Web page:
First, the forms. The 1986 Tax Reform Act was supposed to be a step toward ``tax simplification,'' but anyone who has gotten an early peek at the forms we'll have to fill out by next April 15 says the job will be far from simple. So it might be a good idea to take an early look at some of the forms and see how they could be used.
To help in this effort, Consumer Reports has put samples of all the forms on green pages, so they're easy to find among the white ones. (There's even a green sample letter of protest to the Internal Revenue Service.) Each sample follows a thorough discussion of the section of the tax law that is needed to fill out the form.
Green must have been a favorite color, because it is also used for headings, specific explanations of the tax code, and for special notes, cautions, and tips in the margins. This does help them stand out.
Throughout, the book compares points of the old tax law with the new, which is helpful in making a mental transition to the new rules.
Money market funds to the rescue?
The Oct. 19 stock market plunge helped remind many investors of a haven for their money they may have forgotten: money market mutual funds. Since that debacle, millions of dollars have poured into money funds, and investors and savers have started looking for the best yields with the least amount of risk. By late October their assets had hit a record high of $241 billion.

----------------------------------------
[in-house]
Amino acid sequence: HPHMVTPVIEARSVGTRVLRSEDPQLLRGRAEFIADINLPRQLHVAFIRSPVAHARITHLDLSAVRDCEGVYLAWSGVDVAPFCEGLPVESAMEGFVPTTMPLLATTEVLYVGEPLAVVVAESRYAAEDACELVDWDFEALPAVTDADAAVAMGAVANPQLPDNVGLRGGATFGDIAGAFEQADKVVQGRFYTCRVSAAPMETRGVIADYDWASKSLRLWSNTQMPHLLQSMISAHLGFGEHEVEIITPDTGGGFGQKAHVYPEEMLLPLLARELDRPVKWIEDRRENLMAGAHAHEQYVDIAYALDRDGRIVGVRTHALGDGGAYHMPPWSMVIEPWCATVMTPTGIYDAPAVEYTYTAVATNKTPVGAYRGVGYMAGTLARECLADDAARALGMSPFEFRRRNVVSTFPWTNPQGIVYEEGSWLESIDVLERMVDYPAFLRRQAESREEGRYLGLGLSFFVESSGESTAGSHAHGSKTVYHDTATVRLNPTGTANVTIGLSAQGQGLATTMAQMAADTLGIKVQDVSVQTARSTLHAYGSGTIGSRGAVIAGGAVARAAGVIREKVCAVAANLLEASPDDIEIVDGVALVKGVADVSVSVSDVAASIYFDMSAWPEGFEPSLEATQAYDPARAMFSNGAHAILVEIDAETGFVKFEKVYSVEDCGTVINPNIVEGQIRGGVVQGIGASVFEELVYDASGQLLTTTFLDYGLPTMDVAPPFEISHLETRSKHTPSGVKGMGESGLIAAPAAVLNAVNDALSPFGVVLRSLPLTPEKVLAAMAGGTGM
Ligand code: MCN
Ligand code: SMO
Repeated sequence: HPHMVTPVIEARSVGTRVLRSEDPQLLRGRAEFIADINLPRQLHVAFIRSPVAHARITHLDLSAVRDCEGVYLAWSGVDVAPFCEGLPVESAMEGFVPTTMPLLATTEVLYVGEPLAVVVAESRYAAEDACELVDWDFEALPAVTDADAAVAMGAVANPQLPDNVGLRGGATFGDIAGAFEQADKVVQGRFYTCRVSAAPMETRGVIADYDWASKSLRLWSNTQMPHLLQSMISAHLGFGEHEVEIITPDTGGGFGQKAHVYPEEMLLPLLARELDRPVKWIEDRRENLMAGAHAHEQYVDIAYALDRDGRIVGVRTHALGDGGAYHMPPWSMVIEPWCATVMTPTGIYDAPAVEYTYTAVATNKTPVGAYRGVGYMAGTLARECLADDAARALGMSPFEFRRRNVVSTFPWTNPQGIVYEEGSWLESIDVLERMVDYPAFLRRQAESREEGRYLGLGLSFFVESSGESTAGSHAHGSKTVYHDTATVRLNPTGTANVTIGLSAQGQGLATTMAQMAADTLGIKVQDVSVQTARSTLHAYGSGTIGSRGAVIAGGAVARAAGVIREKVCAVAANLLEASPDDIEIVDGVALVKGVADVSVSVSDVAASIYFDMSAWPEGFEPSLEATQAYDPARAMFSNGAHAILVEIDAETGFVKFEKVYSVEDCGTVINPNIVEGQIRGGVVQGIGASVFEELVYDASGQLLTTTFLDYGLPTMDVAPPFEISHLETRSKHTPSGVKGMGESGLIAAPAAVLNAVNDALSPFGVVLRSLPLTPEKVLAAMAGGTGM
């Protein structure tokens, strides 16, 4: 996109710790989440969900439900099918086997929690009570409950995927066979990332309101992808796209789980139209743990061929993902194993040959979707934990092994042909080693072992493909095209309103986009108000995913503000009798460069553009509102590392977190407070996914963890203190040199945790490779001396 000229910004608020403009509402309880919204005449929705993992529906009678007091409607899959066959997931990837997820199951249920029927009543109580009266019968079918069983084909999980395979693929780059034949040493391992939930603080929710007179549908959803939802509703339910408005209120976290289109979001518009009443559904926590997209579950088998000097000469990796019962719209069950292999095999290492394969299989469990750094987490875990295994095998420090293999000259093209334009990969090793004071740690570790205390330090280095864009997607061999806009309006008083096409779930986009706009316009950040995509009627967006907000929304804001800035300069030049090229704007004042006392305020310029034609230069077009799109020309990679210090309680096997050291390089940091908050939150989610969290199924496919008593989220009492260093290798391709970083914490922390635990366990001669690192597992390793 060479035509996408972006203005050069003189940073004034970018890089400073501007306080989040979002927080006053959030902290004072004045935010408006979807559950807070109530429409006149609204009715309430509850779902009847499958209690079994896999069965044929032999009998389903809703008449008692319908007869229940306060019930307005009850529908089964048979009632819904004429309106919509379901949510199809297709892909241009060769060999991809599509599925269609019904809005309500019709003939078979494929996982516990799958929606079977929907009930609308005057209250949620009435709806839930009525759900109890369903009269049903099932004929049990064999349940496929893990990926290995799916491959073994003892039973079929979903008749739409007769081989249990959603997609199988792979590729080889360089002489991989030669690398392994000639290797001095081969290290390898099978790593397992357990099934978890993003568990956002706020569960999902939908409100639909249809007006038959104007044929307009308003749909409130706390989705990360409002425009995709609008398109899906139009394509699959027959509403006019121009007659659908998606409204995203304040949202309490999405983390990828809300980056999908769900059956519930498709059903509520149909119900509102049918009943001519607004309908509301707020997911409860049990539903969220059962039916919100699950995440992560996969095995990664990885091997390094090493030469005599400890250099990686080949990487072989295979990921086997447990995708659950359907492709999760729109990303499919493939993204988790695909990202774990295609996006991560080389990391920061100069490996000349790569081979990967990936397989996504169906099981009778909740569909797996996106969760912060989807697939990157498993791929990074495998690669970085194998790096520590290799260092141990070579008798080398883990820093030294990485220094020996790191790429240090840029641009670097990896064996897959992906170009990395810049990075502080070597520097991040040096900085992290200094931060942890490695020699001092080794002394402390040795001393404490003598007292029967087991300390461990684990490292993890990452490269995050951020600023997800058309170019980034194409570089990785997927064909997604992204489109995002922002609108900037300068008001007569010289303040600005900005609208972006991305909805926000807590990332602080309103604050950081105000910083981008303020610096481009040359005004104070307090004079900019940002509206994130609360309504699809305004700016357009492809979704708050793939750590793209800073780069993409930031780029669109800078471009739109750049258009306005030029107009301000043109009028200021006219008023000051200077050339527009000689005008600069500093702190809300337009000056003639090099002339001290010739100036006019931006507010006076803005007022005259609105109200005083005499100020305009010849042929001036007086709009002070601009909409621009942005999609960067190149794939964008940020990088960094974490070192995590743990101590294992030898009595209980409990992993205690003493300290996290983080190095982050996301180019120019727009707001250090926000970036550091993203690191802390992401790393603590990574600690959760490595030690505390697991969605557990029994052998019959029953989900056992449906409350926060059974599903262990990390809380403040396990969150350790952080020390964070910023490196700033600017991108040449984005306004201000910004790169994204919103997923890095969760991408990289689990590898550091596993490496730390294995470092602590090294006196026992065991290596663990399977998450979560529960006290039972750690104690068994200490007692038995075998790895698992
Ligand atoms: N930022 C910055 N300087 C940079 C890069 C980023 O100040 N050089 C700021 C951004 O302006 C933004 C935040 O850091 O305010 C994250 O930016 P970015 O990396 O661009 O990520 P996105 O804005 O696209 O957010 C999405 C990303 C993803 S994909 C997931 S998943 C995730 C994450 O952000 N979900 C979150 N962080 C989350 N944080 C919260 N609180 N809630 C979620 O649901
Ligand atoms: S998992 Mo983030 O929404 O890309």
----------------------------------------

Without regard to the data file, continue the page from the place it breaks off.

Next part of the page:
Back in the early 1980s, when money funds were paying yields as high as 17 percent, that was the best reason to use these funds, but as yields began to drop, many investors left them for the more attractive yields of stocks and bonds.
Now, the money funds are reminding us of their most important attribute: safety. At 6 to 7 percent, their yields may not be much better than what the banks are offering on certificates of deposit, but the flexibility to move in and out of the funds helps make up for that.
Still, if you've never been in a money fund before, some background may be in order. Unlike a stock fund, the net asset value, or share price, of a money fund never changes; it's a constant $1 a share.
Fund managers buy a variety of short-term financial instruments issued by corporations, banks, and municipalities. Most of these securities come in denominations of $100,000 to $1 million, too large for the average investor. But for $1,000 at most funds, you can buy a piece of several such instruments.
For more information on how money funds work, write Donoghue's Moneyletter, Dept. DP, Box 540, Holliston, MA 01746. Ask for a free copy of ``Crash-Proof Investing Through Money Funds.'' You can also call 800-445-5900 (in Massachusetts, call  429-5930).
Insurance comes with credit card
The American Express Company is offering its domestic credit-card holders free limited insurance on almost any retail item charged on its card. The idea is to grab a bigger market slice of the lucrative holiday shopping season.
The company's Purchase Protection service comes about a year after American Express began its Buyer's Assurance program, which doubles, up to a year, the manufacturer's warranty on certain products bought with the card. The new service insures almost any retail item bought with an American Express card against fire, theft, accidental damage for up to 90 days.
So far the two big competing bank cards, Visa International and MasterCard International, say they have no immediate plans to offer similar services. They also dismiss the latest American Express program as a desperate attempt to bolster slipping market share.